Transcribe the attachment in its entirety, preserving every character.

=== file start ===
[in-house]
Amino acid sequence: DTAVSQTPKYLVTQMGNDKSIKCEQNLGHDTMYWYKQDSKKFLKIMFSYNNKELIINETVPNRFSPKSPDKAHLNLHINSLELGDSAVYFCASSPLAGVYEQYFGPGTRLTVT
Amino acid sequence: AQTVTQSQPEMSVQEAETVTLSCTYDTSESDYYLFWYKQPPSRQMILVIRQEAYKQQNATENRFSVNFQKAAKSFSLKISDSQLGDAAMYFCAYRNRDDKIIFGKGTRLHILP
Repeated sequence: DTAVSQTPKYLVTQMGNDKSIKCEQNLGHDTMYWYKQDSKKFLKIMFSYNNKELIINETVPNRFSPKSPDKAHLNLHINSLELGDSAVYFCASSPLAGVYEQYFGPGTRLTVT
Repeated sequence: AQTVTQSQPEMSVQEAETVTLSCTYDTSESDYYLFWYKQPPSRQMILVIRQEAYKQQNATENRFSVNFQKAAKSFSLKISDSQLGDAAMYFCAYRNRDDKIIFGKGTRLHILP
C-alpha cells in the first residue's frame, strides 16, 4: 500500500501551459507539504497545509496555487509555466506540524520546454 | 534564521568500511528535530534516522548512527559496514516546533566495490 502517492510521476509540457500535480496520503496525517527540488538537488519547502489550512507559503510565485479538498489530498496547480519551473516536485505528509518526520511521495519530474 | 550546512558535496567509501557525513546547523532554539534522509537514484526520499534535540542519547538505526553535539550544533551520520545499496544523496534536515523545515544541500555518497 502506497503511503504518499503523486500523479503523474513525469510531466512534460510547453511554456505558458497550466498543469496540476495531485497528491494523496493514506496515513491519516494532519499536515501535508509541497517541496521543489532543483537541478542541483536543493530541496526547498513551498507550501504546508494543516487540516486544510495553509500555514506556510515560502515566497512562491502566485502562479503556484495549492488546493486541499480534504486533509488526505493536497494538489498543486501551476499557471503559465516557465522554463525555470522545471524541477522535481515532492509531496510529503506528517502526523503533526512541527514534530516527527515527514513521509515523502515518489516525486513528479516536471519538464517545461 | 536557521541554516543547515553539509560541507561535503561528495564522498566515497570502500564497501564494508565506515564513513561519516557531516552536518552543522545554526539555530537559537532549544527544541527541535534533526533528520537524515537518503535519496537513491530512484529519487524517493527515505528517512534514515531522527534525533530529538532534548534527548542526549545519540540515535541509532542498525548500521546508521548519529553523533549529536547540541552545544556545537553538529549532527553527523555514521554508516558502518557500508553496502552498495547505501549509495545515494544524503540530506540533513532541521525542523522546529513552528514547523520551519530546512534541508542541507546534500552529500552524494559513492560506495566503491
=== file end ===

[in-house]
Amino acid sequence: DTAVSQTPKYLVTQMGNDKSIKCEQNLGHDTMYWYKQDSKKFLKIMFSYNNKELIINETVPNRFSPKSPDKAHLNLHINSLELGDSAVYFCASSPLAGVYEQYFGPGTRLTVT
Amino acid sequence: AQTVTQSQPEMSVQEAETVTLSCTYDTSESDYYLFWYKQPPSRQMILVIRQEAYKQQNATENRFSVNFQKAAKSFSLKISDSQLGDAAMYFCAYRNRDDKIIFGKGTRLHILP
Repeated sequence: DTAVSQTPKYLVTQMGNDKSIKCEQNLGHDTMYWYKQDSKKFLKIMFSYNNKELIINETVPNRFSPKSPDKAHLNLHINSLELGDSAVYFCASSPLAGVYEQYFGPGTRLTVT
Repeated sequence: AQTVTQSQPEMSVQEAETVTLSCTYDTSESDYYLFWYKQPPSRQMILVIRQEAYKQQNATENRFSVNFQKAAKSFSLKISDSQLGDAAMYFCAYRNRDDKIIFGKGTRLHILP
C-alpha cells in the first residue's frame, strides 16, 4: 500500500501551459507539504497545509496555487509555466506540524520546454 | 534564521568500511528535530534516522548512527559496514516546533566495490 502517492510521476509540457500535480496520503496525517527540488538537488519547502489550512507559503510565485479538498489530498496547480519551473516536485505528509518526520511521495519530474 | 550546512558535496567509501557525513546547523532554539534522509537514484526520499534535540542519547538505526553535539550544533551520520545499496544523496534536515523545515544541500555518497 502506497503511503504518499503523486500523479503523474513525469510531466512534460510547453511554456505558458497550466498543469496540476495531485497528491494523496493514506496515513491519516494532519499536515501535508509541497517541496521543489532543483537541478542541483536543493530541496526547498513551498507550501504546508494543516487540516486544510495553509500555514506556510515560502515566497512562491502566485502562479503556484495549492488546493486541499480534504486533509488526505493536497494538489498543486501551476499557471503559465516557465522554463525555470522545471524541477522535481515532492509531496510529503506528517502526523503533526512541527514534530516527527515527514513521509515523502515518489516525486513528479516536471519538464517545461 | 536557521541554516543547515553539509560541507561535503561528495564522498566515497570502500564497501564494508565506515564513513561519516557531516552536518552543522545554526539555530537559537532549544527544541527541535534533526533528520537524515537518503535519496537513491530512484529519487524517493527515505528517512534514515531522527534525533530529538532534548534527548542526549545519540540515535541509532542498525548500521546508521548519529553523533549529536547540541552545544556545537553538529549532527553527523555514521554508516558502518557500508553496502552498495547505501549509495545515494544524503540530506540533513532541521525542523522546529513552528514547523520551519530546512534541508542541507546534500552529500552524494559513492560506495566503491